Gymshark – #BigDealEnergy

We love this pre-Black Friday campaign from our friends over at Gymshark because it leverages some of the biggest Youtube stars in the Gen Z stratosphere. Turns out Gen Z loved it too – they named it one of their top campaigns for 2020/21.

Most of the best Gen Z campaigns think outside of the box – and a fitness brand utilising gaming imagery is certainly a cool crossover. Bonus points for avoiding the rush of Black Friday and creating their very own sale event!

Crocs, Come as You Are 

It takes a lot to create a pride campaign without rainbow washing. Crocs, however, seem to have nailed it. 74% of Gen Z students described their 2021 pride campaign as authentic.

So, what made it stand out? Crocs weren’t afraid of bringing in the experts – they collaborated with the Diversity Standard Collective as well as Knaphouse, a queer creative consultancy, to create and market their Pride collection. 

YouTube, Because everything/Let’s not go back

COVID-19 has made the past 18 months difficult for everyone – and young people have faced an unique set of missed milestones and isolated experiences. It’s well-documented that Gen Z vaccine uptake had a slower start.

By collaborating with health bodies in the US and UK, YouTube pulled at the heartstrings and reminded Gen Zs why vaccination is so important. And it does look to be working: our recent research suggests that, certainly in the UK, more Gen Zs are willing to get their vaccine. 

Adidas, Beyond the Surface

One of the biggest challenges faced by marketers working with global minds? Not everyone’s experience of your brand is universal. That’s certainly true of Adidas. The sportswear giant recognized that swimming isn’t universally available to everyone – at least not in the same way.

Their response was Beyond the Surface – a short film with an accompanying billboard ad. But this was no ordinary billboard; it was, in fact, a “liquid billboard” – a 3D structure big enough to swim in. Installed on a beach in Dubai, the idea was to get women of all backgrounds, abilities and body types to swim.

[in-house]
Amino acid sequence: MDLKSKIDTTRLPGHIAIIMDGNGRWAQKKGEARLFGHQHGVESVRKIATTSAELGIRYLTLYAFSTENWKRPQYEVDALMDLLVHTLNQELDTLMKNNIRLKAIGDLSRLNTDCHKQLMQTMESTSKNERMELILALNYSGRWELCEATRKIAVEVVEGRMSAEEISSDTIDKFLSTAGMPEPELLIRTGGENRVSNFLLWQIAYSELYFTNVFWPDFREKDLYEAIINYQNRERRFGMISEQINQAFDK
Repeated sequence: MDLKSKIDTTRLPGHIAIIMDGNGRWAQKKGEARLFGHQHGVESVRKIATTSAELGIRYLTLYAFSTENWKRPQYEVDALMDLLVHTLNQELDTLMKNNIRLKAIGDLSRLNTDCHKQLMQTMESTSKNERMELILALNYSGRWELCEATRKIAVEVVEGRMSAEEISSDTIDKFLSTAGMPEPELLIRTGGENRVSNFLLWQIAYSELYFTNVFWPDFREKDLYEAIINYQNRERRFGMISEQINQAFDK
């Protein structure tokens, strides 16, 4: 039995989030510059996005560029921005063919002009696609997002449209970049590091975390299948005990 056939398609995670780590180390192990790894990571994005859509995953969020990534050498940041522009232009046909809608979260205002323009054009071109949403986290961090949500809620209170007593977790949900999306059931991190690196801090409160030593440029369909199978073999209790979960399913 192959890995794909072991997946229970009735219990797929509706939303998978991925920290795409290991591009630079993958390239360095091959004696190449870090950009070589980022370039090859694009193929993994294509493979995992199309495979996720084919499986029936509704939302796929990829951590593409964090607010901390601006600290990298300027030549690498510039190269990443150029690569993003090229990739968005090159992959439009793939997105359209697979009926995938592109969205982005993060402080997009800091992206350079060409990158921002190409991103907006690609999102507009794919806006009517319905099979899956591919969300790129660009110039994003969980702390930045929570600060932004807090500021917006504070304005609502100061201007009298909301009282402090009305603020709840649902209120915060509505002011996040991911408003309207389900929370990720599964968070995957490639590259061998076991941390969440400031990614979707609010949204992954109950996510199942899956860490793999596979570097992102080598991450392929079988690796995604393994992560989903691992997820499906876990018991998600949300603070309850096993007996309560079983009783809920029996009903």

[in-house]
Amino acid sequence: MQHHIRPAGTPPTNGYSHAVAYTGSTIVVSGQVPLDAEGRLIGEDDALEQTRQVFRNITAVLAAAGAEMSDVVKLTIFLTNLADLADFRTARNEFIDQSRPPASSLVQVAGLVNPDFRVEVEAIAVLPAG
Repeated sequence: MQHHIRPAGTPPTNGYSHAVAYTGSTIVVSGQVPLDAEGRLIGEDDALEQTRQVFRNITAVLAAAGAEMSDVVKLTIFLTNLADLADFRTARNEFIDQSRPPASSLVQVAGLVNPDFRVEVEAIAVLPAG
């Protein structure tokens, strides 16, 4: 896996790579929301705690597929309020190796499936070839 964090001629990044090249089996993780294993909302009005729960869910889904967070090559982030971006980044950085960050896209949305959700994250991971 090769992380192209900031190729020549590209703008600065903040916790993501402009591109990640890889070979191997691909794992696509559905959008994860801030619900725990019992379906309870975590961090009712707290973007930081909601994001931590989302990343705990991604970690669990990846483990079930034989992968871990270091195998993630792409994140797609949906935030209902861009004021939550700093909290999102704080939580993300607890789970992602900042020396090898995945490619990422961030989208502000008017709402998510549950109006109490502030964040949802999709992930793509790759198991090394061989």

Gen Zs love experiential retail – and while this campaign doesn’t have a specific angle aimed at young consumers, it still made a lasting impression. 70% of our Gen Z panel were inspired to buy from Adidas after viewing elements of Beyond the Surface. 

Levi’s – Buy Better. Wear Longer.

With so many brands competing for Gen Z’s custom, it can be particularly hard for fashion brands to play the long game. But Levi’s arguably did it best. The iconic jeans brand made their quality clothing the centerpiece of their campaign, looping in huge names like Jaden Smith and Marcus Rashford to spread an important message about climate change. 80% of Gen Zs said the campaign felt relevant to their age group – a resounding seal of approval.

Levi's Jeans

 

Duolingo – Duo the owl 

As each channel becomes awash with Gen Z-focused campaigns, one thing has become abundantly clear: nobody manages a Gen Z campaign quite like Gen Zs themselves.

This is epitomized by Duo the owl, the chaotic mascot for language app Duolingo. Duo enjoyed an early viral moment for guilt-tripping users to do their daily Duolingo via email.

Now, thanks to Gen Z social media manager Zaria Parvez, Duo has truly taken on a life of his own as a life-sized green mascot with a penchant for chaos. Duo’s adventures are often irreverent, offering behind-the-scenes glimpses of life at the Duolingo headquarters. He rarely offers much insight into language learning – in fact, you’re more likely to find him hitting up a Dua Lipa gig or causing trouble with Duolingo’s legal department.

But – and this is absolutely key – Gen Zs don’t care. They get to know Duolingo indirectly, learning that the brand has a sense of humour, that it supports LGBTQ+ rights, and isn’t afraid to go where its target users are. The language element comes later – when the brand’s 3.6 million TikTok followers are inevitably convinced, on a whim, to give Japanese a try.

The Duo owl is an example of something brands rarely get right – instead of simply reacting to an existing meme, Parvez and her team created one – and Duo truly is the big green gift that keeps on giving.

Want more? Our list of top 11 Gen Z campaigns has now dropped. Voted for by real Gen Zs, this is your chance to dive into the best of the best. Check it out now.